When you are ready to make the tart, preheat oven to 400ºF and line the tart pan with foil, then fill with pie weights, beans or rice and blind bake 15-20 minutes, or until the edges are slightly brown and pull away from the pan. Decrease temperature to 375ºF, remove foil and bake another 5-10 minutes until the bottom of the tart is dry and starting to color a little. Brush 2 tablespoons of the apricot glaze and set aside.

Prepare the filling:

Halve the apples vertically, then remove the core with a melon baller or knife (the melon baller is the best tool for this.) Slice each half the long way into very thin slices, about 1/8″. You don’t need to peel the apples, in fact, it works better if you don’t. Toss the apple slices in a bowl with the lemon juice and 2 tablespoons sugar.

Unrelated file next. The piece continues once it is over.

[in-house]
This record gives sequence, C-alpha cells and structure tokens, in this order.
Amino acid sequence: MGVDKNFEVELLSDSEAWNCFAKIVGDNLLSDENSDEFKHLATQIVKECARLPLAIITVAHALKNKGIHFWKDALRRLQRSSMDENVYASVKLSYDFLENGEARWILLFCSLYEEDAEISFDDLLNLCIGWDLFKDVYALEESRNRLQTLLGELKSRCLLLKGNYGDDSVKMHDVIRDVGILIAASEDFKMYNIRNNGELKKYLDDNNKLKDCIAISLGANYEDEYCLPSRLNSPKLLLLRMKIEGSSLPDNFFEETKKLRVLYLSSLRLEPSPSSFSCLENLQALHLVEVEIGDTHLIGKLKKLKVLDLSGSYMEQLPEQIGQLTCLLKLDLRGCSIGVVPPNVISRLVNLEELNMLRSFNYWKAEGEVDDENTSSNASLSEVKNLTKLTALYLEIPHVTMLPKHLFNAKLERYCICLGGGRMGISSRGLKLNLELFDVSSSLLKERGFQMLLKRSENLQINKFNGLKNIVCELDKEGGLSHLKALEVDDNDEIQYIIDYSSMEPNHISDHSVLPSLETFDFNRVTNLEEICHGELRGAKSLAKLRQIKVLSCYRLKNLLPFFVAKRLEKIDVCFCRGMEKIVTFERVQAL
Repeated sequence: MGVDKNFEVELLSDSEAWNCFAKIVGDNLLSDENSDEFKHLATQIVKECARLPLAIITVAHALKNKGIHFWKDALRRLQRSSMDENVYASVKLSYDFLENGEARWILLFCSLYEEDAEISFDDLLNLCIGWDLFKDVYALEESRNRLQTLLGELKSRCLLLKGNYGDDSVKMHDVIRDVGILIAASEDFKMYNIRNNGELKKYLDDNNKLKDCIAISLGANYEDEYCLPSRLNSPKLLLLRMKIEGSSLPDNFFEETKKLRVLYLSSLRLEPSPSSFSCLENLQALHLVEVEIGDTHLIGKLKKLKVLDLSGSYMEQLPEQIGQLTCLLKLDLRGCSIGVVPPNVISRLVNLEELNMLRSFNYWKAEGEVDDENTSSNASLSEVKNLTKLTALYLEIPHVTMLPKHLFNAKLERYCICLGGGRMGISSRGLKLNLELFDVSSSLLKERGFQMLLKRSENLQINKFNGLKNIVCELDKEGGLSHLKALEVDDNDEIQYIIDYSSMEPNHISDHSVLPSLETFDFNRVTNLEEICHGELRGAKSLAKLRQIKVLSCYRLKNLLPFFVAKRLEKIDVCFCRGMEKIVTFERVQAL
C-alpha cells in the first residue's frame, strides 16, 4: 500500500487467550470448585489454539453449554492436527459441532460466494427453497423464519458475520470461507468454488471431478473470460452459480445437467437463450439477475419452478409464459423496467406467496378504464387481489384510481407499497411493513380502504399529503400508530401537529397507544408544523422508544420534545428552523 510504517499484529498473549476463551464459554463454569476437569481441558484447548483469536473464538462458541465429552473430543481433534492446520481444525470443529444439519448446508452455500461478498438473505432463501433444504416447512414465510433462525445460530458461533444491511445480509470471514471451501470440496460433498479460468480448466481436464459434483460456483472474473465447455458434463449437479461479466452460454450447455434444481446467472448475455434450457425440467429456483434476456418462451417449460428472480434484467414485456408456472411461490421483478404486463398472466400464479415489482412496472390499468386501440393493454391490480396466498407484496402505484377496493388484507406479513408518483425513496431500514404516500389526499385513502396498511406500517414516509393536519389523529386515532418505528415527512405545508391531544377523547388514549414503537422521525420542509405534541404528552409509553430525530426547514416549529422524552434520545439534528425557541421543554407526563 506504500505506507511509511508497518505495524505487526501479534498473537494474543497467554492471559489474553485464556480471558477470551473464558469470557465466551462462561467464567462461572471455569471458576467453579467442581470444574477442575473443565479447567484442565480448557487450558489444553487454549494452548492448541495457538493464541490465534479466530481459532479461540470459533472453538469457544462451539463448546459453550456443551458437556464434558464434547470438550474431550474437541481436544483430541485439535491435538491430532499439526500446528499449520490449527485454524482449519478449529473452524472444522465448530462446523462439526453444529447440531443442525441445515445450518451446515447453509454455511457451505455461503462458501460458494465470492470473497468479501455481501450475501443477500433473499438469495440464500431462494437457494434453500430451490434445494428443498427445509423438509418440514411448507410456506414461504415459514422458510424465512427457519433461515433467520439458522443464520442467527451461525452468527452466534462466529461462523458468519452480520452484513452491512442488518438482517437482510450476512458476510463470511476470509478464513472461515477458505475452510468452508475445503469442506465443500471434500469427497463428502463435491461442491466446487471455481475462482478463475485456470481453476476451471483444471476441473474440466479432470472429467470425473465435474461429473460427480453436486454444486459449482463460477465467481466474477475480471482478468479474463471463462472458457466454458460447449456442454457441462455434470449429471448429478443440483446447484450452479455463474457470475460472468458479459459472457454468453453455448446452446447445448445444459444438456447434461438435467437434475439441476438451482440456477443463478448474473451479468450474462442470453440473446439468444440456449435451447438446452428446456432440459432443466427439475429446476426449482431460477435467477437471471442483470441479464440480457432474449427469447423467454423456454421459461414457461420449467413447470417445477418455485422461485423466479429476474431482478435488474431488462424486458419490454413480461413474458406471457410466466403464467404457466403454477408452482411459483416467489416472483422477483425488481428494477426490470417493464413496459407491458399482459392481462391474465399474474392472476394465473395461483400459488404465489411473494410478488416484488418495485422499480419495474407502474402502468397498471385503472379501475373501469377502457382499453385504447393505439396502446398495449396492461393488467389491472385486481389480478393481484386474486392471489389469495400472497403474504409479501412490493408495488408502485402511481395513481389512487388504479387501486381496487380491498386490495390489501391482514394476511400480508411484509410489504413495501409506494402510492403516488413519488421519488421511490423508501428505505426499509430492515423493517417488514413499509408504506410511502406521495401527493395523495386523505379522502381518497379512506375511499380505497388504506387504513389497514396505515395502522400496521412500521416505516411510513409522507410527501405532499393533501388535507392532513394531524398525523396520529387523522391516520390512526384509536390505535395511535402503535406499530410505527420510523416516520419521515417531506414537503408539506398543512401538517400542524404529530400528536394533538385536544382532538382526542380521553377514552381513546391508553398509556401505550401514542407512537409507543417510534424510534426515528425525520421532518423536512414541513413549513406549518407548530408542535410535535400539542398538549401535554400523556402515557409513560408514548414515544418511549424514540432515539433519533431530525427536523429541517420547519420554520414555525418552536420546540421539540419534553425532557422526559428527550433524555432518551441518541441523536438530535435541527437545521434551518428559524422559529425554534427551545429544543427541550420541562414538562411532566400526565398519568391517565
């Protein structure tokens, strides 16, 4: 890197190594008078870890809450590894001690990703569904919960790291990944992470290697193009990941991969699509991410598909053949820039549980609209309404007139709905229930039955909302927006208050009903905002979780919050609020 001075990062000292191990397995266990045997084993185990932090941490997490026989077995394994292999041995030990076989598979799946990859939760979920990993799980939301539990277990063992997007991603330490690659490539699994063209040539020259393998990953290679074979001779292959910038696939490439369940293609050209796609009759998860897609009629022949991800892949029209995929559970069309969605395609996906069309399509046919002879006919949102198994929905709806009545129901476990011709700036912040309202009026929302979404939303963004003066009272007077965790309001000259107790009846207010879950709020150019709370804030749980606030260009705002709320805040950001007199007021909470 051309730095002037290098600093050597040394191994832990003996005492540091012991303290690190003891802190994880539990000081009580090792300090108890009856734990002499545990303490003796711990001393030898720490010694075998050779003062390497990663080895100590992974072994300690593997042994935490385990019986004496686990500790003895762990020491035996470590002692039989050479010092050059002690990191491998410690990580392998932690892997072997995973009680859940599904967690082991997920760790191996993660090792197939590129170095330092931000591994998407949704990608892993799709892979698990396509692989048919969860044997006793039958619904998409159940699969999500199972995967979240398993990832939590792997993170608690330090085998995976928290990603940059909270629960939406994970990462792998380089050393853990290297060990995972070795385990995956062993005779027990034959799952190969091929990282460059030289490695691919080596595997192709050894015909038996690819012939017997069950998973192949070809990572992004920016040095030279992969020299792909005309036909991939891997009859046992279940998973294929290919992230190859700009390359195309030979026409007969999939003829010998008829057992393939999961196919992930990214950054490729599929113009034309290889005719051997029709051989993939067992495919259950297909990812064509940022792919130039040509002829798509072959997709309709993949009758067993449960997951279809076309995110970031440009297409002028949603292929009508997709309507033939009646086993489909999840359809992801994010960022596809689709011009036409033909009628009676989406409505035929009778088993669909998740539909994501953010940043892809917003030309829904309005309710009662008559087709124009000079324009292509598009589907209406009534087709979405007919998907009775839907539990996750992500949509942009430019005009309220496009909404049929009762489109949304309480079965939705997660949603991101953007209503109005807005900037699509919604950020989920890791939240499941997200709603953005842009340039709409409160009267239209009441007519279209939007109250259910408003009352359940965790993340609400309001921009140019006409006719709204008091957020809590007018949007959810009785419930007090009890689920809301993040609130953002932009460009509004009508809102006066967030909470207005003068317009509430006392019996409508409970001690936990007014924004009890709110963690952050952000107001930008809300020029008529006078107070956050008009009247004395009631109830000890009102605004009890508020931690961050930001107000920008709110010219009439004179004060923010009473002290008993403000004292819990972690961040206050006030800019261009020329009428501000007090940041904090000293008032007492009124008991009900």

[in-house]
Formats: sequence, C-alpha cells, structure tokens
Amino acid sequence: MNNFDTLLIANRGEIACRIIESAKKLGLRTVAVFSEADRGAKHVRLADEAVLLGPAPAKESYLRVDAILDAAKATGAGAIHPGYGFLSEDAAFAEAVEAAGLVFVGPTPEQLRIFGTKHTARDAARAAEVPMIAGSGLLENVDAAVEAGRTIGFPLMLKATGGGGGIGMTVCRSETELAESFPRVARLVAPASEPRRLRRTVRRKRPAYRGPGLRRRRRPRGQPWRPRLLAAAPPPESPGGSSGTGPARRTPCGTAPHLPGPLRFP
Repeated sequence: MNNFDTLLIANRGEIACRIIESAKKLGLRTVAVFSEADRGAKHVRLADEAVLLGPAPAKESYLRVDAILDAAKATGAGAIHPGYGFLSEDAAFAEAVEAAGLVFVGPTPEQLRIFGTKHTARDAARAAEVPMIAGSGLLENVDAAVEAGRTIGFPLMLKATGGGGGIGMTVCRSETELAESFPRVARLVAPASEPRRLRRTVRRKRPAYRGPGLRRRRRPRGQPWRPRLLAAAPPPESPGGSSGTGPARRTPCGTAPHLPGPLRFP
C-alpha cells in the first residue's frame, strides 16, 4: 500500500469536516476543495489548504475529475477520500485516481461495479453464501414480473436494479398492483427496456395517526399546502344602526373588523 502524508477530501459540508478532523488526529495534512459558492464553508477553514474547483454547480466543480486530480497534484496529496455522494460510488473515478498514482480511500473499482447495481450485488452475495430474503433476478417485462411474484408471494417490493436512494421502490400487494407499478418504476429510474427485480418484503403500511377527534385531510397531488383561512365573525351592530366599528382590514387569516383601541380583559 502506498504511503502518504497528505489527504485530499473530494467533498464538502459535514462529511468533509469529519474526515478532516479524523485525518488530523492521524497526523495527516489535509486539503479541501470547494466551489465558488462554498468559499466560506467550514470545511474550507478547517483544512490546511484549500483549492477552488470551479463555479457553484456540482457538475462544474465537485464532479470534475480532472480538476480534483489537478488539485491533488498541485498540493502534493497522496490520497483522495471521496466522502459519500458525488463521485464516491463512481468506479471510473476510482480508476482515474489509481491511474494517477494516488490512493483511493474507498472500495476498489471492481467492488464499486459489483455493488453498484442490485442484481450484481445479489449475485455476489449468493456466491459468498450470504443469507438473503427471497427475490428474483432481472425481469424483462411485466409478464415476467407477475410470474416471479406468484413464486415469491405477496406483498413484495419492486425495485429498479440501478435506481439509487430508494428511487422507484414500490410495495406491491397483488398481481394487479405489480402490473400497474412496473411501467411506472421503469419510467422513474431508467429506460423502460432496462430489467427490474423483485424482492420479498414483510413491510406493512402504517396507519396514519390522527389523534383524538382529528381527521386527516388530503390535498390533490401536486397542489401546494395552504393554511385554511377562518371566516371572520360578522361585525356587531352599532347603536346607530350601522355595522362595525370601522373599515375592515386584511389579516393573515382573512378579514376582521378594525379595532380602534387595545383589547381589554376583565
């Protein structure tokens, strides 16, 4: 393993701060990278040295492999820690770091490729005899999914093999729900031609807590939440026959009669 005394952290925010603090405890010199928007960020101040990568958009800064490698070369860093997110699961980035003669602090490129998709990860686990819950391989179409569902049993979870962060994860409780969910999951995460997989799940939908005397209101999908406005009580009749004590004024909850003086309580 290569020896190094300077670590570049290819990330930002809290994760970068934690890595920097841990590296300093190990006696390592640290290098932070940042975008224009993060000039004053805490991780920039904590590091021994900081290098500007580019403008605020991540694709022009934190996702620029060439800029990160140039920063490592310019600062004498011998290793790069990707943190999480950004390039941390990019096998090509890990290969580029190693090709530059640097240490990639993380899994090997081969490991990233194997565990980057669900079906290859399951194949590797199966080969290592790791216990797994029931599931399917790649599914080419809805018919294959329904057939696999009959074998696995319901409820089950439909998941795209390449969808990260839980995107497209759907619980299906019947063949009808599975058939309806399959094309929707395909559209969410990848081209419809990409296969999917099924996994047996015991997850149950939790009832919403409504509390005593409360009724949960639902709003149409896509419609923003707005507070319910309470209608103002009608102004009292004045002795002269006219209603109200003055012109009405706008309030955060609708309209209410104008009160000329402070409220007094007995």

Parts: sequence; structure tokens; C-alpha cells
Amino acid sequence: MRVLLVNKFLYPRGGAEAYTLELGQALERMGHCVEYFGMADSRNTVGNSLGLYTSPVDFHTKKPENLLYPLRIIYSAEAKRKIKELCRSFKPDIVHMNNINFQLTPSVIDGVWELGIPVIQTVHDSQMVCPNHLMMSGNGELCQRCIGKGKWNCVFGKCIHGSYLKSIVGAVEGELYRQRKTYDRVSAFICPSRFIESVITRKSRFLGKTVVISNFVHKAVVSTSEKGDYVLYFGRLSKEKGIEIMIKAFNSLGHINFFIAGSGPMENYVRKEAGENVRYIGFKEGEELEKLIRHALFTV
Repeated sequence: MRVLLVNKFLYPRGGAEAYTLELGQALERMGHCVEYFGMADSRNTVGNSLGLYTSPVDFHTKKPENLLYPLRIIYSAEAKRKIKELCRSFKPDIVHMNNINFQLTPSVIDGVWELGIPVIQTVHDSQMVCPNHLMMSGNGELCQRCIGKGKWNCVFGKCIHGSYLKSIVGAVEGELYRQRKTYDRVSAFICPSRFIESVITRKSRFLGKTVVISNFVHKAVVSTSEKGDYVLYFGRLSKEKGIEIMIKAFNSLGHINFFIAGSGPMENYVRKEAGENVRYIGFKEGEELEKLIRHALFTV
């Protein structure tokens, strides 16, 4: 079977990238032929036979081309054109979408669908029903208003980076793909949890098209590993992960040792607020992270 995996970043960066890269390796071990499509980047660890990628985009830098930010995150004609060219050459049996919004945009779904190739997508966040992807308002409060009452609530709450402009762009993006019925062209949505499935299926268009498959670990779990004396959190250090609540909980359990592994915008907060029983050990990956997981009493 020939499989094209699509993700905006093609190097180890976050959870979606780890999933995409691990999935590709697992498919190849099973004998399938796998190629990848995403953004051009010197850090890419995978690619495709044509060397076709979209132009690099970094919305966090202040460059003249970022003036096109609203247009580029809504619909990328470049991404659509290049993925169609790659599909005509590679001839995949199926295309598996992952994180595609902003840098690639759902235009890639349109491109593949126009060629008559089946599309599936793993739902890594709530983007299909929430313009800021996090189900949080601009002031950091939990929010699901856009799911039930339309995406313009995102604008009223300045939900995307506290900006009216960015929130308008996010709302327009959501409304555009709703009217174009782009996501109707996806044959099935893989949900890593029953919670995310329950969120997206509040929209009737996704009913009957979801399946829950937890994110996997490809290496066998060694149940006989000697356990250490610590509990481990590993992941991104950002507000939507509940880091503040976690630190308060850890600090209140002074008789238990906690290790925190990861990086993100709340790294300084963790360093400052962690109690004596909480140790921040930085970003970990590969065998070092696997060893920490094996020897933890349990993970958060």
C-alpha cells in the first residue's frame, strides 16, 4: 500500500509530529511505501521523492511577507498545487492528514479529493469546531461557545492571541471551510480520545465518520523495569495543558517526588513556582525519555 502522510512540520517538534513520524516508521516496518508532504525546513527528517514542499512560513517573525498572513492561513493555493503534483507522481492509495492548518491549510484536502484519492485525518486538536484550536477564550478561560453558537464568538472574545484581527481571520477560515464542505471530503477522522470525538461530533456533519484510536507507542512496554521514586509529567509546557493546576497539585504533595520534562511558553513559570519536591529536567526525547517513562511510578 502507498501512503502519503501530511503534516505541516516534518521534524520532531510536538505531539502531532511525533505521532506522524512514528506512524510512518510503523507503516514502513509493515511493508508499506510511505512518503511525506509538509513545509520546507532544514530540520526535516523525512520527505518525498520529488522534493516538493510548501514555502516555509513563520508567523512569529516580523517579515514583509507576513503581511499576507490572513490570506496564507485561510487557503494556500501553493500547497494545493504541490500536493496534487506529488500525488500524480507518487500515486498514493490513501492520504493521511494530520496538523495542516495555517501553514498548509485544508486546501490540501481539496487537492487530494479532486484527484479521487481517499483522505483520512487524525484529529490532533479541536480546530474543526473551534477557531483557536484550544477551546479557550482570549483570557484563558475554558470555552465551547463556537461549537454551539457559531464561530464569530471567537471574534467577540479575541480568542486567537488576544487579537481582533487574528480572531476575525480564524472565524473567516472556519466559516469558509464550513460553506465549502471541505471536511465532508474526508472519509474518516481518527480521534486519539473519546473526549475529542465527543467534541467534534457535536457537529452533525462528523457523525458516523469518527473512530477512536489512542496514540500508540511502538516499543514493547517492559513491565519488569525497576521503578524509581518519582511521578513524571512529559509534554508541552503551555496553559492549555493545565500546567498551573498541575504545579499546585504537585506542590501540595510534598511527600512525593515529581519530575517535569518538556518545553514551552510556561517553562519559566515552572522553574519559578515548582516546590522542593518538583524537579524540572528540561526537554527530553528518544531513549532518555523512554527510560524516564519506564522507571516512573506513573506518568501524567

File Oct 08, 6 59 10 PMFile Oct 08, 6 58 49 PM

Spread the cup of applesauce/apple butter in the tart shell, then overlap the apple slices on top around the outer edge. Now you have this big hole in the middle to fill. Here’s neat trick #1: Rather than another ring of slices, place one slice horizontally at the top of the hole, and follow with one on the right side, bottom, and left side. Continue with the next ring of apples and so on, until just one small hole in the center remains.

File Oct 08, 12 37 32 PMNeat trick #2: If you try to roll up a slice to fit in the middle of the rosette, it will likely break. But, if you put the slice in the microwave for a minute or two until flexible….rolls like a dream! (Don’t be overly impressed. I broke A LOT of apples before I figured this one out).